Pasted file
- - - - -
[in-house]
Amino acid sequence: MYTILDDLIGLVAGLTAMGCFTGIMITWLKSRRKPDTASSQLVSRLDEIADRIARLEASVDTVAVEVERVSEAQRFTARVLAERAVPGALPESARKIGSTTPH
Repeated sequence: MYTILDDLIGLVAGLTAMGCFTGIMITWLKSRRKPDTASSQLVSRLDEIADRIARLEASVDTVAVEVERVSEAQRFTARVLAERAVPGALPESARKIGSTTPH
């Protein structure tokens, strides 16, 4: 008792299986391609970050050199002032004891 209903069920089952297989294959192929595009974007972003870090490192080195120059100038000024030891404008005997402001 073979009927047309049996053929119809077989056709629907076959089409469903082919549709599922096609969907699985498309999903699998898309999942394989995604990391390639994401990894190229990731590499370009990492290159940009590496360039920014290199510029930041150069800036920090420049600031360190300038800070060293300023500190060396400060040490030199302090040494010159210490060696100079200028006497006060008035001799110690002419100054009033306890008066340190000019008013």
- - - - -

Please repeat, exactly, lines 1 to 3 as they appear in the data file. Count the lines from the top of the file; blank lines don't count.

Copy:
[in-house]
Amino acid sequence: MYTILDDLIGLVAGLTAMGCFTGIMITWLKSRRKPDTASSQLVSRLDEIADRIARLEASVDTVAVEVERVSEAQRFTARVLAERAVPGALPESARKIGSTTPH
Repeated sequence: MYTILDDLIGLVAGLTAMGCFTGIMITWLKSRRKPDTASSQLVSRLDEIADRIARLEASVDTVAVEVERVSEAQRFTARVLAERAVPGALPESARKIGSTTPH